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Louis XVII (Versailles 27 March 1785 – Paris 8 June 1795), from birth to 1789 known as Louis-Charles, Duke of Normandy; then from 1789 to 1791 as Louis-Charles, Dauphin of France; and from 1791 to 1792 as Louis-Charles, Prince Royal of France, was the son of King Louis XVI of France and Queen Marie Antoinette. As the son of the king, he was a Fils de France. His parents were executed for treason under the first republic making the newly orphaned eight year old Louis-Charles no
Louis XII, the Father of the People (1462 - 1515). King of France from 1498 to 1515. He married Joan of France, but divorce her to marry Anne of Brittany, who he had two daughters with. After her death he married Mary Tudor, but died a few months later. He was very active in foreign policy.
Charles VI, the Beloved, the Mad (1368 - 1422). King of France from 1380 to 1422. He married Isabeau of Bavaria and had eight children. He was very popular, but his insanity allowed the English to invade France. He was forced to disinherit his sons and leave to the throne to the English King, Henry V, who married his daughter Katherine.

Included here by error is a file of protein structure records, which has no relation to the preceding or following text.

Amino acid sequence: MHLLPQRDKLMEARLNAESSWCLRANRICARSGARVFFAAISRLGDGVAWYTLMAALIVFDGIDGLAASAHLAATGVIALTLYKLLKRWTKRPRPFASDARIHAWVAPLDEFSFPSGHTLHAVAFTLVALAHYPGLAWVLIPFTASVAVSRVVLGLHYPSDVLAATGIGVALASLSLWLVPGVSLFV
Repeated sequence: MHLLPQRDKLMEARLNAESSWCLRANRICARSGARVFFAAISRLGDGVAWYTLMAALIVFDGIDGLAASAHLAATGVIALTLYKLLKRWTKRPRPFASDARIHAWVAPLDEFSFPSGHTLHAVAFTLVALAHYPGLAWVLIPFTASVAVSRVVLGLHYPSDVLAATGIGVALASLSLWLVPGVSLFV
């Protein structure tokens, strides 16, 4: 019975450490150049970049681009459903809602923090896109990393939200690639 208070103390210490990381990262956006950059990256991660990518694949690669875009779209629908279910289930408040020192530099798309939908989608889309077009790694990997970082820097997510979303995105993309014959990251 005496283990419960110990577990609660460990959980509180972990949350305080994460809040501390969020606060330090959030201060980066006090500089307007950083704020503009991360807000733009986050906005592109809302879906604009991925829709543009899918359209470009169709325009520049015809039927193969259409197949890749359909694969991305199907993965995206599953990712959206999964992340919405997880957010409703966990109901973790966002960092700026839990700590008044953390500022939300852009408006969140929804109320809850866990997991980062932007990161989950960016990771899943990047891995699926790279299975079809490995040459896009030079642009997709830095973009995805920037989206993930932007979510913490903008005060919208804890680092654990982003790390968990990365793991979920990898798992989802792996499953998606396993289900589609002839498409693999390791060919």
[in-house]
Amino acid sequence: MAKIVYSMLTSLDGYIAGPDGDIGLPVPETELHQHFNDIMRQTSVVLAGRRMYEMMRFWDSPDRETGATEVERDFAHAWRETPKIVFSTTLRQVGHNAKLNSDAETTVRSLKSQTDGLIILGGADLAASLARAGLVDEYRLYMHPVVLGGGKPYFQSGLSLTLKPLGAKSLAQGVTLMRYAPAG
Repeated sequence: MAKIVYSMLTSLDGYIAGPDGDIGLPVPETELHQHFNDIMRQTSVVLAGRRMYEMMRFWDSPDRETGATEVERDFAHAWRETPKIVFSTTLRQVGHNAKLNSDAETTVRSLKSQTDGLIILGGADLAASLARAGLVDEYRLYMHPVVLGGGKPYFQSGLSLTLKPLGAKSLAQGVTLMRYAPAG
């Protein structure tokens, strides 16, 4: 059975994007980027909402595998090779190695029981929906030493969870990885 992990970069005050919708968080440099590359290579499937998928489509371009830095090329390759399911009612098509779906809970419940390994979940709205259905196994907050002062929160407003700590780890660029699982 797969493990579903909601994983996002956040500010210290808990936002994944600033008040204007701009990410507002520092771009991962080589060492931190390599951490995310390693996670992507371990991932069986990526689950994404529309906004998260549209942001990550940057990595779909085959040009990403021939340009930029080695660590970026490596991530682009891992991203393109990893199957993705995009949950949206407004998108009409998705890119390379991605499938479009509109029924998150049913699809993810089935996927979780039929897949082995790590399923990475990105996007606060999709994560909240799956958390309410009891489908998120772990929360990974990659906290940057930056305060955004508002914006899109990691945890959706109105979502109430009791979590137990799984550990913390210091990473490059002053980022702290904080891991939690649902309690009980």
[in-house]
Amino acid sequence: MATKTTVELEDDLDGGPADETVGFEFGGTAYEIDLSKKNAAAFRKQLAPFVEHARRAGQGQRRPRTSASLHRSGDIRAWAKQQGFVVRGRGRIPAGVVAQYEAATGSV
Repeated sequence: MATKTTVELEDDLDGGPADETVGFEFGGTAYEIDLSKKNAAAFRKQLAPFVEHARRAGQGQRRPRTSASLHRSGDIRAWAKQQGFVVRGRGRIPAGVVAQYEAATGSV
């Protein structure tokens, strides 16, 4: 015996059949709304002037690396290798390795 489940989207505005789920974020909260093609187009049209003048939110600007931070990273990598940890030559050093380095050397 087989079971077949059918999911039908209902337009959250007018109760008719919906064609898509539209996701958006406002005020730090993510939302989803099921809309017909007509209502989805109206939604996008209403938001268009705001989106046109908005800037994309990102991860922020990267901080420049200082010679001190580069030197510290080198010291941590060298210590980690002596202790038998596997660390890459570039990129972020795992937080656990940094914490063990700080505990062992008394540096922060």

Louis XIV (5 September 1638 – 1 September 1715), known as Louis the Great or the Sun King (French: le Roi-Soleil), was a Bourbon monarch who ruled as King of France and Navarre. He holds the distinction of being the longest-reigning king in European history, reigning for 72 years and 110 days
Charles X (Charles Philippe; 9 October 1757 – 6 November 1836) was known for most of his life as the Comte d'Artois before he reigned as King of France and of Navarre from 16 September 1824 until 2 August 1830. A younger brother to Kings Louis XVI and Louis XVIII, he supported the latter in exile and eventually succeeded him. His rule of almost six years ended in the July Revolution of 1830, which frustrated his attempts to keep the crown in the senior branch of the House of Bourbon.